Full metadata record
|dc.contributor||Department of Civil and Environmental Engineering||en_US|
|dc.contributor.advisor||Guo, Hai (CEE)||en_US|
|dc.publisher||Hong Kong Polytechnic University||en_US|
|dc.rights||All rights reserved||en_US|
|dc.title||Photochemical ozone formation and radical chemistry in five Chinese megacities and Pearl Rriver Estuary : field observations and model simulations||en_US|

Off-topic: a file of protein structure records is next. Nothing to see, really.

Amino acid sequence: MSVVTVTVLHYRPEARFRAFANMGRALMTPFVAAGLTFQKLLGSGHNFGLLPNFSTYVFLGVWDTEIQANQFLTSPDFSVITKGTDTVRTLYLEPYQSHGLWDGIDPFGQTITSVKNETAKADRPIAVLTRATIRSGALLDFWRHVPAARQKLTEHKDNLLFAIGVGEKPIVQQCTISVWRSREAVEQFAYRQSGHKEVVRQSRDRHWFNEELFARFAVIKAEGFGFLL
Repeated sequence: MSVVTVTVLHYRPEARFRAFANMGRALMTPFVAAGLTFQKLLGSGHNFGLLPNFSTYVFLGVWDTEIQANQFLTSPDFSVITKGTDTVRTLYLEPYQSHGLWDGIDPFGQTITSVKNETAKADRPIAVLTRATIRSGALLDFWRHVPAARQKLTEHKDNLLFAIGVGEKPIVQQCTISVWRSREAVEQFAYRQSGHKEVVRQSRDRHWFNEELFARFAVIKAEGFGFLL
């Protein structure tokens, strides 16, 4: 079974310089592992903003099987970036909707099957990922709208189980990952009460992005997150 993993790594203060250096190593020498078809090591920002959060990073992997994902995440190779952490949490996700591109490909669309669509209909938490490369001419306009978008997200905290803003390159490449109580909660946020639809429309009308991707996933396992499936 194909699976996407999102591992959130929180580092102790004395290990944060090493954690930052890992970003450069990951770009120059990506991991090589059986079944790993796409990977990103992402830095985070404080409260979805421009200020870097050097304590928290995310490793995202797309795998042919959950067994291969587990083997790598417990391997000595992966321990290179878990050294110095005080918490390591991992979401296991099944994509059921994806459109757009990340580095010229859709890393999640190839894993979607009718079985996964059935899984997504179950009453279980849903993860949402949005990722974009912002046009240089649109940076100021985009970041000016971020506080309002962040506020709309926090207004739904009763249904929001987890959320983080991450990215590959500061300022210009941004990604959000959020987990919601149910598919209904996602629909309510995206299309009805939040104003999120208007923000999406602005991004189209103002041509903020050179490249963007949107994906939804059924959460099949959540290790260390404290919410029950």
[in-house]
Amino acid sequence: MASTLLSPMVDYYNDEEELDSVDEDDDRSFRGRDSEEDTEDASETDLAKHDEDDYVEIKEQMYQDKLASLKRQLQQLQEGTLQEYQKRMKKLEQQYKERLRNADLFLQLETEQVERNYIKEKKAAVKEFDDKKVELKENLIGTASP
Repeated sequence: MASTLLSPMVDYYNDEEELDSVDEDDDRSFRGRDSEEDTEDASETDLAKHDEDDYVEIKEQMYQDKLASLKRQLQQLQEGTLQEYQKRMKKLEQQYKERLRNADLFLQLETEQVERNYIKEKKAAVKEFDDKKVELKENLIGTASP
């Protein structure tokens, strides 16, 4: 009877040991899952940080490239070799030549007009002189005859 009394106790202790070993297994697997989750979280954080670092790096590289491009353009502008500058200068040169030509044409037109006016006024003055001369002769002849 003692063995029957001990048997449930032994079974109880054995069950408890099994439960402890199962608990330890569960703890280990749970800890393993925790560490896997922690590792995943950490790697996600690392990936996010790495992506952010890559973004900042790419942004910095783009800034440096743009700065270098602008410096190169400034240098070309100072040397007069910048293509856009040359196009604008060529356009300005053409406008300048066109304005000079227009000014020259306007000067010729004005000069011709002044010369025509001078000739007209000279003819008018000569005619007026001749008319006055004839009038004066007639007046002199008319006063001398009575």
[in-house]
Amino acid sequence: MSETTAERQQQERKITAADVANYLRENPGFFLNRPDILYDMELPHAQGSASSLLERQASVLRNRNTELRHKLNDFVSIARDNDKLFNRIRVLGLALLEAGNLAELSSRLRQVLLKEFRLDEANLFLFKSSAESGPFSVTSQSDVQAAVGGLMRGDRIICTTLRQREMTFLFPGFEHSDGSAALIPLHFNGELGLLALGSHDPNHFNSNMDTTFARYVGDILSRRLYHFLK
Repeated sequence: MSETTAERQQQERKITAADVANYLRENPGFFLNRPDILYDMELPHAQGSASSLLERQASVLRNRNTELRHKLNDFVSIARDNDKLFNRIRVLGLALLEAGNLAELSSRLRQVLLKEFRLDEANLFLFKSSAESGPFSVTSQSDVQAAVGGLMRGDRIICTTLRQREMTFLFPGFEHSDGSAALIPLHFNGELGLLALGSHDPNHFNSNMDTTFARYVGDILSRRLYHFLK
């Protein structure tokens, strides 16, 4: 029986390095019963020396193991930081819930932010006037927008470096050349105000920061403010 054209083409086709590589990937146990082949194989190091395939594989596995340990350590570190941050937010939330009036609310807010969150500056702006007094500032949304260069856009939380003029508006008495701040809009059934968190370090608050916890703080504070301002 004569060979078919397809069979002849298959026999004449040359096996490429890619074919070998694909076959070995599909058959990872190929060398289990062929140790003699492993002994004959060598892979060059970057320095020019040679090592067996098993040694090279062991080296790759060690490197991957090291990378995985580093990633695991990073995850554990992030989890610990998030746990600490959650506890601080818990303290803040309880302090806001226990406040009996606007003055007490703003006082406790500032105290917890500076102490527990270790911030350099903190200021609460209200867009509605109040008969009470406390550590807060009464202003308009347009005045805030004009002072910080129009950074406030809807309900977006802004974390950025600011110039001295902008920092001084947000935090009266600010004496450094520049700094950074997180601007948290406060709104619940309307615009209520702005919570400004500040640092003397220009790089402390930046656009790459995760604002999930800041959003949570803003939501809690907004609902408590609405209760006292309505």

|dcterms.abstract||As a consequence of the rapid industrialization and urbanization in the past 30 years, ozone (O₃) pollution has become one of the major air pollution problems in China. O₃ is a big concern due to its adverse impact on air quality, human health, ecosystems and climate change. Many studies on O₃ photochemistry have been conducted in one or several megacity clusters in China, such as north China plain (NCP), Yangtze River Delta (YRD), Pearl River Delta (PRD) and Sichuan Basin (SCB) regions, and central and northwestern China. However, there is a dearth of nationwide studies on in-situ O₃ photochemistry in urban areas of major Chinese megacities. In addition, the O₃ photochemistry in small-scale environments such as Pearl River Estuary (PRE) area, including urban Hong Kong, remains unclear. This study aims to comprehensively investigate the O₃ photochemistry in: (1) urban areas of five major megacities in China in the summer of 2018; (2) two sites at the west and east banks of the PRE in the autumn of 2016; and (3) urban Hong Kong in the autumns of 2007, 2013 and 2016. To investigate the photochemical O3 pollution in urban areas in China, comprehensive measurements of O₃ and its precursors, including trace gases and volatile organic compounds (VOCs), were simultaneously conducted in urban areas of five major cities in China, i.e., Beijing, Shanghai, Wuhan, Chengdu and Lanzhou, in the summer of 2018. The results showed that Beijing had the highest O₃ mixing ratio (78.6±7.3 ppbv) followed by Lanzhou (67.2±7.8 ppbv) and Wuhan (63.9±6.8 ppbv), while Chengdu and Shanghai had relatively lower O3 (Chengdu: 52.5±7.5 ppbv; Shanghai: 20.7±1.9 ppbv) (p < 0.05), indicating the severe O₃ pollution in northern and central China in summer. Model simulations revealed that the net O₃ production rate in Lanzhou (8.9±1.7 ppbv h⁻¹) was the largest, followed by Beijing (6.4±1.3 ppbv h⁻¹), Wuhan (5.8±1.2 ppbv h⁻¹) and Chengdu (4.0±0.6 ppbv h⁻¹), while it was the lowest in Shanghai (2.8±0. 7 ppbv h-1) (p < 0.05). In addition, the simulated ROx (= OH+HO₂+RO₂) concentrations were comparable (p>0.1) in Lanzhou ((5.9±1.1) ×108 molecules cm⁻³ ), Beijing ((5.3±1.1) ×108 molecules cm-3) and Wuhan ((4.3±1.0) ×10⁸ molecules cm⁻³ ), which were significantly higher (p < 0.05) than those in Shanghai ((2.7±0.9) ×10⁸ molecules cm⁻³) and Chengdu ((1.8±0.7) ×10⁸ molecules cm⁻³ , indicating the stronger atmospheric oxidative capacity and severer O₃ pollution in northern and central China in summer. Furthermore, the Oformation was mainly controlled by VOCs in most urban areas but co-limited by both VOCs and nitrogen oxide (NOx) in Lanzhou, indicating that cutting NOx and VOCs would effectively lead to O₃ alleviation in Lanzhou. Moreover, the dominant VOC groups (species) contributing to O3 formation were oxygenated VOCs (OVOCs) (e.g., formaldehyde and acetaldehyde) in Beijing and Wuhan, alkenes (e.g., propene) in Lanzhou, and aromatics (e.g., xylenes and trimethylbenzenes) and OVOCs (e.g., formaldehyde and acetaldehyde) in Shanghai and Chengdu. Besides, 1-butene in Shanghai also needed stricter control given its high contribution to O₃ formation. Source apportionment simulations identified six VOC sources in the study cities, including liquefied petroleum gas (LPG) usage, diesel exhaust, gasoline exhaust, industrial emissions, solvent usage and biogenic emissions. VOCs from vehicular emissions including diesel and gasoline exhausts were more abundant in the central and northern cities (p < 0.05), while solvent usage contributed the most to ambient VOCs in Shanghai (p < 0.05), followed by Chengdu. Industry emission was the top source of VOCs in the northwestern city (i.e., Lanzhou) (p < 0.05). For the contributions of these VOC sources to O₃ formation in these cities, diesel exhaust and solvent usage were the largest contributors in Beijing (p < 0.05), while diesel exhaust, industrial emissions and solvent usage made comparable contributions in Lanzhou (p>0.1). The O₃ formation was solely dominated by solvent usage in the other three cities (p < 0.05).||en_US|